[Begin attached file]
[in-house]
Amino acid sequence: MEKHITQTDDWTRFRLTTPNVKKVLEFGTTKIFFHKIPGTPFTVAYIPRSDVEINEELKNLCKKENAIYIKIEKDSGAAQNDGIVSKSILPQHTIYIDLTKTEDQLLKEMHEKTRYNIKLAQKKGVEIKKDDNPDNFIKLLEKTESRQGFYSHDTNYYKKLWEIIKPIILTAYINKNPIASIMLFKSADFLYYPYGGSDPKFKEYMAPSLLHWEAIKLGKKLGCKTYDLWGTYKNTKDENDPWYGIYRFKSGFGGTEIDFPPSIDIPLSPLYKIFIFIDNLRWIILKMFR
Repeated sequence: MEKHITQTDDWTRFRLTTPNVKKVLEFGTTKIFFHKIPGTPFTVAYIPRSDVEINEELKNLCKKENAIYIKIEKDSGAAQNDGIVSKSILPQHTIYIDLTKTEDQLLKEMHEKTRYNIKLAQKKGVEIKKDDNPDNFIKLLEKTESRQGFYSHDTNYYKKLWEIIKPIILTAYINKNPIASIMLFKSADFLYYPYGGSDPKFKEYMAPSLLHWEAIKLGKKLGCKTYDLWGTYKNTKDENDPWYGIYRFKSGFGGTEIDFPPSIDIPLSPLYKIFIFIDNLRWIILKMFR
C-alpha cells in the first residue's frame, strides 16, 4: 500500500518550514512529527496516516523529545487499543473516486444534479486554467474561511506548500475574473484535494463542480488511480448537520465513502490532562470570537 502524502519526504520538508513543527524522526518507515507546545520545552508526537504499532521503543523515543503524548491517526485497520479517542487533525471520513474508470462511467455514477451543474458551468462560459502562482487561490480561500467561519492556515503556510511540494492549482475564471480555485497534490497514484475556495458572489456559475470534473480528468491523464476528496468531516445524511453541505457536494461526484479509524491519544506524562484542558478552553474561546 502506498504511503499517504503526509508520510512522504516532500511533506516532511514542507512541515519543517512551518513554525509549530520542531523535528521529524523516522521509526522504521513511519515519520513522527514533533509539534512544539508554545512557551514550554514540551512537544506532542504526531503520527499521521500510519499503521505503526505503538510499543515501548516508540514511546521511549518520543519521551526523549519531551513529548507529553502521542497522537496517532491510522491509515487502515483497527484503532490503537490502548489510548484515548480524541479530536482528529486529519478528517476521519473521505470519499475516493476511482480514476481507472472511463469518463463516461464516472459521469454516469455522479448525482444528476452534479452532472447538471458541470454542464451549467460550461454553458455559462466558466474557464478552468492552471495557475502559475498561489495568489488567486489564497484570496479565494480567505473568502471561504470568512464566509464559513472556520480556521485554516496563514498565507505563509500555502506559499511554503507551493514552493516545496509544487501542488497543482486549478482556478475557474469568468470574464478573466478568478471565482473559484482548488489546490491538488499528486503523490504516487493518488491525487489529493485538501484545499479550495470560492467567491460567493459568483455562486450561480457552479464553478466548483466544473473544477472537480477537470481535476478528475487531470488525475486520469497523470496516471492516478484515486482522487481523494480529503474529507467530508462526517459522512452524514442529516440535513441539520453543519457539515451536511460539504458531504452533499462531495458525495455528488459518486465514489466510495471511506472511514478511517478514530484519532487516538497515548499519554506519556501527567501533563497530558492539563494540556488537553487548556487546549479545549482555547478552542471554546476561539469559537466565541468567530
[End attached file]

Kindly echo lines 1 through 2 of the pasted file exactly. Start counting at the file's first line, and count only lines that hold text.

[in-house]
Amino acid sequence: MEKHITQTDDWTRFRLTTPNVKKVLEFGTTKIFFHKIPGTPFTVAYIPRSDVEINEELKNLCKKENAIYIKIEKDSGAAQNDGIVSKSILPQHTIYIDLTKTEDQLLKEMHEKTRYNIKLAQKKGVEIKKDDNPDNFIKLLEKTESRQGFYSHDTNYYKKLWEIIKPIILTAYINKNPIASIMLFKSADFLYYPYGGSDPKFKEYMAPSLLHWEAIKLGKKLGCKTYDLWGTYKNTKDENDPWYGIYRFKSGFGGTEIDFPPSIDIPLSPLYKIFIFIDNLRWIILKMFR